THESE BROAD STROKES may paint too dire a picture. The system only needs minor alterations in terms of promotion review and grant review. But like campaign finance reform, the moneyed comfort of the status quo provides a substantial barrier.
The two main suggestions above sit within the house of science. There remain of course the external matters. We want to avoid becoming an under-funded, market-driven service sector for the American enterprise, and this is not an idle worry. The National Science Foundation won less than a quarter of 1 percent of the federal budget in 2005, a value that sat stagnant from 2004. At the same time, the NSF now promises return-on-the-dollar assessment of research, a Wall Street model that could choke innovation. We want both the public and national leadership (above the corporate level, if that still exists) to appreciate the long-term process of science innovation. And we’d like to find a polite way to avoid defensive debates that artificially pitch the scientific method against religious texts and beliefs.
So finally we arrive at the image battle, the PR campaign aimed at the doubting and/or disinterested masses. American scientists cope with everything from dedicated creationists to myopic politicians, but according to a 2004 Harris Interactive poll, “scientist” ranked at the top of the prestige pile for public opinion. More than half the people surveyed believe scientists had prestigious careers—compare that to 20 percent believing “architect” had the same, or 16 percent for “actor.”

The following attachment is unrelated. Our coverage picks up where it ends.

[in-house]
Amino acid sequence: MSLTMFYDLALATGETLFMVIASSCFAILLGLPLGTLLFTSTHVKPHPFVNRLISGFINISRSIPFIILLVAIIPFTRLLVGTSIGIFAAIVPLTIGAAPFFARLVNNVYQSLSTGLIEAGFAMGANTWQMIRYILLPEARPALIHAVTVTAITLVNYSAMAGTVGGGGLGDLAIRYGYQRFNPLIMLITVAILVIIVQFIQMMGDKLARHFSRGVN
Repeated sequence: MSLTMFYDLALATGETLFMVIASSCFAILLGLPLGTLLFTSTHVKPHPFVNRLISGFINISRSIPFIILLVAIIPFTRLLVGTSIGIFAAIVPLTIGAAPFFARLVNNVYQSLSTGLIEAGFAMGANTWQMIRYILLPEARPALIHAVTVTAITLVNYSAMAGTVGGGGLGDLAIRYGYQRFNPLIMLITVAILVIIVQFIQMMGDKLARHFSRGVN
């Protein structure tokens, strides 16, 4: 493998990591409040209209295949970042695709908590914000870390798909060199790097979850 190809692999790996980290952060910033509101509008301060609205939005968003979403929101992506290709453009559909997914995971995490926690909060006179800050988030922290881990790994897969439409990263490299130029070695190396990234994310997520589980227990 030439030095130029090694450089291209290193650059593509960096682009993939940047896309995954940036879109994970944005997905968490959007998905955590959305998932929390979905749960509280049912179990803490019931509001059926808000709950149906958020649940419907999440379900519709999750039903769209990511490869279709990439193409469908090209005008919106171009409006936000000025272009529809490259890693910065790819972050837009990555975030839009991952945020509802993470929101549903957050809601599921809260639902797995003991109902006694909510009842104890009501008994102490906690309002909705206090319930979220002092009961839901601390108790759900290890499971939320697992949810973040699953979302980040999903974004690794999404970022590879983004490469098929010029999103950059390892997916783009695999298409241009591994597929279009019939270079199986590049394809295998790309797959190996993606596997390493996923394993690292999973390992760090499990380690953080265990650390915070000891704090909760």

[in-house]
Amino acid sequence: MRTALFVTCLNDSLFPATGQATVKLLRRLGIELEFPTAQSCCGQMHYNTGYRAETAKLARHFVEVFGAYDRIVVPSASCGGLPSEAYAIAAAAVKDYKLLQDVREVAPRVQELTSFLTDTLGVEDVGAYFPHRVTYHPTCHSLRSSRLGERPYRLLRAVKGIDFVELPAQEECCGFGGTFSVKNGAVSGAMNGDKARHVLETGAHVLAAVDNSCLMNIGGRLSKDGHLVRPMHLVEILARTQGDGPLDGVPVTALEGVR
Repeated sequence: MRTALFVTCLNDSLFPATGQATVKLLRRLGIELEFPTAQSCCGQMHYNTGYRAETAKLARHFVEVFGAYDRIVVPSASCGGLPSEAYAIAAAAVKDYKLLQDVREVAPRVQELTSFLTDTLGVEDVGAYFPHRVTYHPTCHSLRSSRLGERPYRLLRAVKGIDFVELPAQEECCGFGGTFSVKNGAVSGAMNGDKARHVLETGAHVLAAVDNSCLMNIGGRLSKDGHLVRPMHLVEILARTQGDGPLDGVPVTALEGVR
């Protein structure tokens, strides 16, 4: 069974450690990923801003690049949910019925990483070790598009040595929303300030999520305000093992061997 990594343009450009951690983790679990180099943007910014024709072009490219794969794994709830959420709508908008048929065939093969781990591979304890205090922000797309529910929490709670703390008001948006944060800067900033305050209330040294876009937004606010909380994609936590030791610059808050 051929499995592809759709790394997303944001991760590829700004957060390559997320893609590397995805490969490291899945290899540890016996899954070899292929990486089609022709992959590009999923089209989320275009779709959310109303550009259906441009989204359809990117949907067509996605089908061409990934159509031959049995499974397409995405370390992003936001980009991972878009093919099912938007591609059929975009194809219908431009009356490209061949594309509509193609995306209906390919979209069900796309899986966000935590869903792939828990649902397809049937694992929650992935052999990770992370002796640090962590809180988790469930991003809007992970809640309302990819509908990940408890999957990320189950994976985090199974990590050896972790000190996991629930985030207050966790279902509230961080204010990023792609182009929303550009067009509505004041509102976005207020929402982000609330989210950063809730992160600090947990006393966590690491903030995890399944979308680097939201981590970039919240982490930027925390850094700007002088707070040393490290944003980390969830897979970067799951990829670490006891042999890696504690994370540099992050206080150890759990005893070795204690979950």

If pure logic won’t help, and prestige isn’t the issue, what guides us? To aim big, we need to put a face on our cause. When the President of the United States consults science fiction writers for global warming advice, hundreds of scientists protest, with perhaps dozens making their way into print media. But nothing sticks. We need one main person, one recognizable talking head, for CNN to interview. I’m suggesting a “Scientist Laureate.” Yes, we have the presidents of national organizations and academies, but can you recall seeing one on television or in USA Today? The laureate would take a four-year term to champion the good fight, 24/7 in the media. While the scientific credentials would be required, charm, humor, media savvy, and political skill would be just as crucial.
Finally, an acceptance of public relations reality will help. We cannot just tell people what we do. As uncomfortable or even humiliating as it may sound, we must show people the humans behind the science. Such efforts need to be everything but arrogant or staid—consider a reality show of doubt-drenched graduate students, for instance.
In the end, PR success would serve two purposes. There’s the practical matter, keeping the checks coming. But there’s also a social sort of faith at science’s core. If we let the public carry the cliché of the awkward obsessive scientist, removed from reality, we’ve told not even half the story. We do science not just to discover nature’s hidden beautiful truths, but also, for the hope that discovery steadily makes human existence a better, richer miracle. That notion is easy to lose day to day.
Just like other Americans, scientists increasingly obsess over the near term, looking not much further than their computer monitors. For science in particular, this poses risks to long-term health, vision, and our stunning good looks.